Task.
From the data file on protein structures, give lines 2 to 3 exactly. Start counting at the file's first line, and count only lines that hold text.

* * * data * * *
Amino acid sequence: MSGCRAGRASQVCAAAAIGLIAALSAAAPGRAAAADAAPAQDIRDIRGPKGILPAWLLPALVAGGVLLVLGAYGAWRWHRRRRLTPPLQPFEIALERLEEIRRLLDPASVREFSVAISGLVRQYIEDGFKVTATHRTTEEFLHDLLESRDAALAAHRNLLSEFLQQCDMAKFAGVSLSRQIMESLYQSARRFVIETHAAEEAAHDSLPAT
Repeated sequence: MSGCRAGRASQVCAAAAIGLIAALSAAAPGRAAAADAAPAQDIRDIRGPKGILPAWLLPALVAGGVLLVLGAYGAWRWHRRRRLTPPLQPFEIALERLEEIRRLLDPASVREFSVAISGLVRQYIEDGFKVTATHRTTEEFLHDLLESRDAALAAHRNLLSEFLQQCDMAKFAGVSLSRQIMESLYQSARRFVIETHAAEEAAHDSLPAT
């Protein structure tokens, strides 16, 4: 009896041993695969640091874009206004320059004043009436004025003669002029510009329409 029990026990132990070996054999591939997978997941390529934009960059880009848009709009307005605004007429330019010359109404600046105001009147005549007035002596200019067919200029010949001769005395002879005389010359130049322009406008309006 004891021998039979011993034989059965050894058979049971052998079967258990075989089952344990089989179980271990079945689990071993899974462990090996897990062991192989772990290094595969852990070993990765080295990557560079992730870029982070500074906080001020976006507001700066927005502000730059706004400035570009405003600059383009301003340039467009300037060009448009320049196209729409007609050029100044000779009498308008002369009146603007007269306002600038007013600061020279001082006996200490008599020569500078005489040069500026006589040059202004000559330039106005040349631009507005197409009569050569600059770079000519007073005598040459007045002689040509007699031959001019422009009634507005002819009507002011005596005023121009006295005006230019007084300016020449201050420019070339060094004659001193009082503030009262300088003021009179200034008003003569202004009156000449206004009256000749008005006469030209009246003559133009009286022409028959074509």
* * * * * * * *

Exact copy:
Repeated sequence: MSGCRAGRASQVCAAAAIGLIAALSAAAPGRAAAADAAPAQDIRDIRGPKGILPAWLLPALVAGGVLLVLGAYGAWRWHRRRRLTPPLQPFEIALERLEEIRRLLDPASVREFSVAISGLVRQYIEDGFKVTATHRTTEEFLHDLLESRDAALAAHRNLLSEFLQQCDMAKFAGVSLSRQIMESLYQSARRFVIETHAAEEAAHDSLPAT
């Protein structure tokens, strides 16, 4: 009896041993695969640091874009206004320059004043009436004025003669002029510009329409 029990026990132990070996054999591939997978997941390529934009960059880009848009709009307005605004007429330019010359109404600046105001009147005549007035002596200019067919200029010949001769005395002879005389010359130049322009406008309006 004891021998039979011993034989059965050894058979049971052998079967258990075989089952344990089989179980271990079945689990071993899974462990090996897990062991192989772990290094595969852990070993990765080295990557560079992730870029982070500074906080001020976006507001700066927005502000730059706004400035570009405003600059383009301003340039467009300037060009448009320049196209729409007609050029100044000779009498308008002369009146603007007269306002600038007013600061020279001082006996200490008599020569500078005489040069500026006589040059202004000559330039106005040349631009507005197409009569050569600059770079000519007073005598040459007045002689040509007699031959001019422009009634507005002819009507002011005596005023121009006295005006230019007084300016020449201050420019070339060094004659001193009082503030009262300088003021009179200034008003003569202004009156000449206004009256000749008005006469030209009246003559133009009286022409028959074509």